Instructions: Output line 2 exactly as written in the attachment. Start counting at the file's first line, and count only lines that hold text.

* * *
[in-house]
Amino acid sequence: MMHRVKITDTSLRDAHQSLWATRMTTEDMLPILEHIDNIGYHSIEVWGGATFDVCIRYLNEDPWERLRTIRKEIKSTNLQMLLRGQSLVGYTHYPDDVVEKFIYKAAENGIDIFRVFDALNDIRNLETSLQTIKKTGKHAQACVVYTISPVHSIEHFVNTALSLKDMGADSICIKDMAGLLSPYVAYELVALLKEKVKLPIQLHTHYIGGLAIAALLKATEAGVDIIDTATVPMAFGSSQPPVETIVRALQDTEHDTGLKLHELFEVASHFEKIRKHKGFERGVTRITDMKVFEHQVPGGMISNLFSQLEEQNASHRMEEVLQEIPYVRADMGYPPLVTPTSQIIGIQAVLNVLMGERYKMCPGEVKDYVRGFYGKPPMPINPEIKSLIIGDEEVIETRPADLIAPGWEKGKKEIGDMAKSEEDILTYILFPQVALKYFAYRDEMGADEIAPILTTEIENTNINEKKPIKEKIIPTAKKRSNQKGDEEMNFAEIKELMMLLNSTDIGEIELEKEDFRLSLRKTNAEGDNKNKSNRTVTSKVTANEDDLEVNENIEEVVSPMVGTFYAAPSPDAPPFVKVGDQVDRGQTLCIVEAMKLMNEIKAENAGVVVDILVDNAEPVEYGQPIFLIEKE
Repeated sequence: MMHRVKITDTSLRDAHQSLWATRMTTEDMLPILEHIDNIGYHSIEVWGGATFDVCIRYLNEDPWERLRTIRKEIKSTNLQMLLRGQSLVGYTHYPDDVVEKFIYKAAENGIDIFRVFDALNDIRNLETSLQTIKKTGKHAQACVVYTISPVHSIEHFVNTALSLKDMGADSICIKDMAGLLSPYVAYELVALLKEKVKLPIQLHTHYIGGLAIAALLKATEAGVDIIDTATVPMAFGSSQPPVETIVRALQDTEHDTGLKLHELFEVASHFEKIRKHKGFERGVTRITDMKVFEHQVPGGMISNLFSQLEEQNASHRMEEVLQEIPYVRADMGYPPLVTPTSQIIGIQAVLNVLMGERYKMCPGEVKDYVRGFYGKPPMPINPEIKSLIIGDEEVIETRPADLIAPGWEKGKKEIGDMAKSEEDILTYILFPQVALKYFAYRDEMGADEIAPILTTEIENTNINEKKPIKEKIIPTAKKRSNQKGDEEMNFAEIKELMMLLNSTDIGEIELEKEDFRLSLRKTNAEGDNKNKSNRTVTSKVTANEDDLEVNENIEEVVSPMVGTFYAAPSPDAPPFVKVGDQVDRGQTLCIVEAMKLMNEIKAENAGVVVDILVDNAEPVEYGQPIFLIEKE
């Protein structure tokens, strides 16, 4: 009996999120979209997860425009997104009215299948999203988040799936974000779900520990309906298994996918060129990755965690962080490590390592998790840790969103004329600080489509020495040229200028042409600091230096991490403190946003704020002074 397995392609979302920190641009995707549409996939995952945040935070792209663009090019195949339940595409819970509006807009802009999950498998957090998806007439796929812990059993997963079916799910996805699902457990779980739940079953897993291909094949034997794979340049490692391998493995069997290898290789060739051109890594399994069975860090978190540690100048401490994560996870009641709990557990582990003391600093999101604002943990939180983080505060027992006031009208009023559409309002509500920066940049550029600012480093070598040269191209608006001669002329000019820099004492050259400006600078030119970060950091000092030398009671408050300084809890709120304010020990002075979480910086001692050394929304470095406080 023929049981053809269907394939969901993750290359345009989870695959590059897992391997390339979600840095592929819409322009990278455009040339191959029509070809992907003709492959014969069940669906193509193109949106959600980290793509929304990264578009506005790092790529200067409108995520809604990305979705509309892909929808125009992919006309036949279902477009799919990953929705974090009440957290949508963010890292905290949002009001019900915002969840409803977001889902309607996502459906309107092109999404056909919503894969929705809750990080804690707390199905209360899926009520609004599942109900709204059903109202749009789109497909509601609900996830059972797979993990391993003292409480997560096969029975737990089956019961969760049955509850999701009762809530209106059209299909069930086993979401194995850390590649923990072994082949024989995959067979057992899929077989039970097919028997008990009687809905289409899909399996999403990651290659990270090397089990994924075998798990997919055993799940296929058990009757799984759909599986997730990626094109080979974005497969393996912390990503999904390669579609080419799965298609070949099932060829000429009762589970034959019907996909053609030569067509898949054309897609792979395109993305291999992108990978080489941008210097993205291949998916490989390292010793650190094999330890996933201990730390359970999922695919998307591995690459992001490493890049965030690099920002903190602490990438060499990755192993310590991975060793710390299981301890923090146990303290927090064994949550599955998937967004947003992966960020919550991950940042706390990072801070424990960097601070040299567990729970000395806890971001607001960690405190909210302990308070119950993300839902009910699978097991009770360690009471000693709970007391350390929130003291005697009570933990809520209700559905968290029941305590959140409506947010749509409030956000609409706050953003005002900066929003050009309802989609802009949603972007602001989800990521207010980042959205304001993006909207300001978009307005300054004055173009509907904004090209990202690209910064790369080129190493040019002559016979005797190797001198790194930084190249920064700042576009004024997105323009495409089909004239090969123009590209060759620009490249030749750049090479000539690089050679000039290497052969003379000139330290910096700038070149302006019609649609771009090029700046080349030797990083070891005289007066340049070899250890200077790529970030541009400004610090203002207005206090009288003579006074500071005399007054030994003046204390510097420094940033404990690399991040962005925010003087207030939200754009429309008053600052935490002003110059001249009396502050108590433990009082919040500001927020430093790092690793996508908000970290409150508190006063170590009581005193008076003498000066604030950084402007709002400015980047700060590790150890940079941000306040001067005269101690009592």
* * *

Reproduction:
Amino acid sequence: MMHRVKITDTSLRDAHQSLWATRMTTEDMLPILEHIDNIGYHSIEVWGGATFDVCIRYLNEDPWERLRTIRKEIKSTNLQMLLRGQSLVGYTHYPDDVVEKFIYKAAENGIDIFRVFDALNDIRNLETSLQTIKKTGKHAQACVVYTISPVHSIEHFVNTALSLKDMGADSICIKDMAGLLSPYVAYELVALLKEKVKLPIQLHTHYIGGLAIAALLKATEAGVDIIDTATVPMAFGSSQPPVETIVRALQDTEHDTGLKLHELFEVASHFEKIRKHKGFERGVTRITDMKVFEHQVPGGMISNLFSQLEEQNASHRMEEVLQEIPYVRADMGYPPLVTPTSQIIGIQAVLNVLMGERYKMCPGEVKDYVRGFYGKPPMPINPEIKSLIIGDEEVIETRPADLIAPGWEKGKKEIGDMAKSEEDILTYILFPQVALKYFAYRDEMGADEIAPILTTEIENTNINEKKPIKEKIIPTAKKRSNQKGDEEMNFAEIKELMMLLNSTDIGEIELEKEDFRLSLRKTNAEGDNKNKSNRTVTSKVTANEDDLEVNENIEEVVSPMVGTFYAAPSPDAPPFVKVGDQVDRGQTLCIVEAMKLMNEIKAENAGVVVDILVDNAEPVEYGQPIFLIEKE